# E its properties are the same at every point x x and

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Unformatted text preview: 1/T )eit/L + f (2/L)e2it/L + . . . . 2πL 2πL 2πL In the limit as L → ∞, it can be shown that this last sum approaches an improper integral, and our formula becomes + f (t) = 1 2π ∞ ˆ f (ξ )eiξt dξ. (3.23) −∞ Equation (3.23) is called the Fourier inversion formula . If we make use of Euler’s formula, we can write the Fourier inversion formula in terms of sines and cosines, f (t) = 1 2π ∞ i ˆ f (ξ ) cos ξtdξ + 2π −∞ ∞ ˆ f (ξ ) sin ξtdξ, −∞ a superposition of sines and cosines of various frequencies. Equations (3.22) and (3.22) allow one to pass back and forth between a given function and its representation as a superposition of oscillations of various frequencies. Like the Laplace transform, the Fourier transform is often an eﬀective tool in ﬁnding explicit solutions to diﬀerential equations. Exercise: 3.5.1. Find the Fourier transform of the function f (t) deﬁned by f (t) = 1, if −1 ≤ t ≤ 1, 0, otherwise. 80 Chapter 4 Partial Diﬀerential Equations 4.1 Overview A partial diﬀerential...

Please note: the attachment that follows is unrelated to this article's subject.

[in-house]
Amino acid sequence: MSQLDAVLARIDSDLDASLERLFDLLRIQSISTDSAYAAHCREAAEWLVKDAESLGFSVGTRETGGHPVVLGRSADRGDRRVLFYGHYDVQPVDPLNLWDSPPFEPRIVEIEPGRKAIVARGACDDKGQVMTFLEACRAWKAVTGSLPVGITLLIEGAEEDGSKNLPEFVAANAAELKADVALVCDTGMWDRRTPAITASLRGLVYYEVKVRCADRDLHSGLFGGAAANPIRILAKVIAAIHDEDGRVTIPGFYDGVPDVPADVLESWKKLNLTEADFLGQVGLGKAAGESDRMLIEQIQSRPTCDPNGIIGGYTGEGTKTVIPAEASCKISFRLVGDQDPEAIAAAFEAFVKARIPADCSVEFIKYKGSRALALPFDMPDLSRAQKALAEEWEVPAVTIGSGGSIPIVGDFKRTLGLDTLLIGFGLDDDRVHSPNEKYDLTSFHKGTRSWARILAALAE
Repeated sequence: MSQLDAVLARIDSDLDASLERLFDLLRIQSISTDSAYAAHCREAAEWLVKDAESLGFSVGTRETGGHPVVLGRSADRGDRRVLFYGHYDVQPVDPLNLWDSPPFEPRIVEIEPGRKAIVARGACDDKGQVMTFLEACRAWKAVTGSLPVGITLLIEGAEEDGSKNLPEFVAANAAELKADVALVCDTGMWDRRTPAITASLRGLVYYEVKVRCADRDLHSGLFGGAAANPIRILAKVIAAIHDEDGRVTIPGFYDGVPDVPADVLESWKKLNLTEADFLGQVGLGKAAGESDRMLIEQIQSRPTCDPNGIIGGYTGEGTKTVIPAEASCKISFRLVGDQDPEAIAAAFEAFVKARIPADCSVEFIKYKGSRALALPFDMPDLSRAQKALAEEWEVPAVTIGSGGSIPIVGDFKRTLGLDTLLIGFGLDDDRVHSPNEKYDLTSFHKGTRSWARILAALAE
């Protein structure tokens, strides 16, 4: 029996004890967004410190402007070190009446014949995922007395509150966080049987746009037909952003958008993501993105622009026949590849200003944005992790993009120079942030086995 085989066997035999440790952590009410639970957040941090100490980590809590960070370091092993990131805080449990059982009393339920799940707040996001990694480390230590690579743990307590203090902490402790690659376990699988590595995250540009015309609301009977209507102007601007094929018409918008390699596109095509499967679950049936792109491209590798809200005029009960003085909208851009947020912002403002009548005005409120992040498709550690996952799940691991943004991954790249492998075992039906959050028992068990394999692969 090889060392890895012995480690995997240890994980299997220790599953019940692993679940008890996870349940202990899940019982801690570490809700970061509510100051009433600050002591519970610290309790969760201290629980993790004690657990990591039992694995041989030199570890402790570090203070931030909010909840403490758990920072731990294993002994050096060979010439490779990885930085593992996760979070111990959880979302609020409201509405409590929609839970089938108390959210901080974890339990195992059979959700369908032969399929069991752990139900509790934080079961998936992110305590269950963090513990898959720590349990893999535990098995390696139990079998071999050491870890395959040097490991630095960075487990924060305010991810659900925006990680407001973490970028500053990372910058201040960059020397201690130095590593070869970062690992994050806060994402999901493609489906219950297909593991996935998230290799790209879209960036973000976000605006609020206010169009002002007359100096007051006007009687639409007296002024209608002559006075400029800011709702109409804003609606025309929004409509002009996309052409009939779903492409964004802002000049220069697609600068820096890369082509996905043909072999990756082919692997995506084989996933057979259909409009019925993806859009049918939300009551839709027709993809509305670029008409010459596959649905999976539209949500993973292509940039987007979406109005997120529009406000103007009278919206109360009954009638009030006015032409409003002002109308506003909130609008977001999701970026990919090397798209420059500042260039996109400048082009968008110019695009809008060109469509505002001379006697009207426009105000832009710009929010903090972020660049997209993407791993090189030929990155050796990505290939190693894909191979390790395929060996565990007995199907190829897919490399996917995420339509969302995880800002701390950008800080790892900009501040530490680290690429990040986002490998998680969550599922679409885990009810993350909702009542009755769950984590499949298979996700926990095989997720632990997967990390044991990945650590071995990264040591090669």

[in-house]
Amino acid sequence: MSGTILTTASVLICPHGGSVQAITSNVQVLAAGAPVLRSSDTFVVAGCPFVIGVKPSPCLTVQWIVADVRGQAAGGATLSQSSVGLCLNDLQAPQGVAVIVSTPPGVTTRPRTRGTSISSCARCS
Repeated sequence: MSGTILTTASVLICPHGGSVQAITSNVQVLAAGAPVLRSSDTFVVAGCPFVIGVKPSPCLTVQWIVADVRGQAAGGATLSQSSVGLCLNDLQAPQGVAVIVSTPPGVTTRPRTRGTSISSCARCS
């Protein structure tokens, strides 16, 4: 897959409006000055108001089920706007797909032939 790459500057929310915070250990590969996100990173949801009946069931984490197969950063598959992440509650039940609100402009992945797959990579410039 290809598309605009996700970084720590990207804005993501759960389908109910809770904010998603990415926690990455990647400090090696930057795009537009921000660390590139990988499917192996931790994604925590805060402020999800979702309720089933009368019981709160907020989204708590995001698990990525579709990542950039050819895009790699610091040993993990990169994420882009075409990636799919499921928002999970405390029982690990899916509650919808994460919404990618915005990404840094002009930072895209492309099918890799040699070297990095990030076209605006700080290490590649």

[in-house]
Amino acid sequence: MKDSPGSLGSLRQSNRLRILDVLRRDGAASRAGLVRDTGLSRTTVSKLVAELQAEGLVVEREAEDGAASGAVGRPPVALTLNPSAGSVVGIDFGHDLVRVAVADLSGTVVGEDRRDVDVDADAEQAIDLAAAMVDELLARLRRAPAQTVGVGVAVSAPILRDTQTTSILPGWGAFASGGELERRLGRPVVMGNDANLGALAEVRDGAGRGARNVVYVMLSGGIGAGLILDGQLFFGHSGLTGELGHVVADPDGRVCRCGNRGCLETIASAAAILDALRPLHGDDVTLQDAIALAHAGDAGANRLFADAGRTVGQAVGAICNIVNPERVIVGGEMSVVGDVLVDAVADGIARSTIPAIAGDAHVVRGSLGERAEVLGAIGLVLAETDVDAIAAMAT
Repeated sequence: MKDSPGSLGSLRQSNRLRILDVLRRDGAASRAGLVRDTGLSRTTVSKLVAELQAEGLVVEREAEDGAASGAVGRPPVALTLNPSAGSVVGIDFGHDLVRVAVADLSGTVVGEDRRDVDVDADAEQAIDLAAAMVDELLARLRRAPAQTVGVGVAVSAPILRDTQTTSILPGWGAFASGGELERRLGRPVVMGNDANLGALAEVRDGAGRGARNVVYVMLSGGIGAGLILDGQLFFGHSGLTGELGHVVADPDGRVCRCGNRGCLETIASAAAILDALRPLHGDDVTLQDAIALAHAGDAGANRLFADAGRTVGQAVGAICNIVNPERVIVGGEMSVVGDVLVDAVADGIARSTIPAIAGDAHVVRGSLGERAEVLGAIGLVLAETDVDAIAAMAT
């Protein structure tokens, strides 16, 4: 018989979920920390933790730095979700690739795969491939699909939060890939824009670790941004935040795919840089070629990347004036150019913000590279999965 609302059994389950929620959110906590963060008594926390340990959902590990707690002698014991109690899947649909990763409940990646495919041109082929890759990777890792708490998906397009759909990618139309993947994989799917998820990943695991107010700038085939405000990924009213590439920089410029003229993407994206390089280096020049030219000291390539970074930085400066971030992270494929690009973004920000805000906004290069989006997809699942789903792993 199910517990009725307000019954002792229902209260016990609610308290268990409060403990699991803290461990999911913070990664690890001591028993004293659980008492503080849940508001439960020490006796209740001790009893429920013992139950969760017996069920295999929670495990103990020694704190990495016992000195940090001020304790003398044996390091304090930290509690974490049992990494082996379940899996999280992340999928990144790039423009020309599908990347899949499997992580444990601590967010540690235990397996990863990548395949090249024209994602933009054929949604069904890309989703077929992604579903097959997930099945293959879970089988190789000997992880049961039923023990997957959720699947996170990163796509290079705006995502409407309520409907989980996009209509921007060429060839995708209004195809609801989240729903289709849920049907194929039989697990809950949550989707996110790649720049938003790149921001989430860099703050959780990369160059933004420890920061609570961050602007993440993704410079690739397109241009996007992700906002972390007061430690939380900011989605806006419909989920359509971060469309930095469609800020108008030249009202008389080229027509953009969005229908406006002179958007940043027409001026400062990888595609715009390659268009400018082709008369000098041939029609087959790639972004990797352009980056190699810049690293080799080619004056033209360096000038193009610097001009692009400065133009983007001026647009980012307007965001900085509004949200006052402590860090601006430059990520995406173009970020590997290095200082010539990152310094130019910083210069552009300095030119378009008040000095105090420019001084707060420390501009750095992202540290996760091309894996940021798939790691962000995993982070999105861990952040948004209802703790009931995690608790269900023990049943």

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## This document was uploaded on 01/12/2014.

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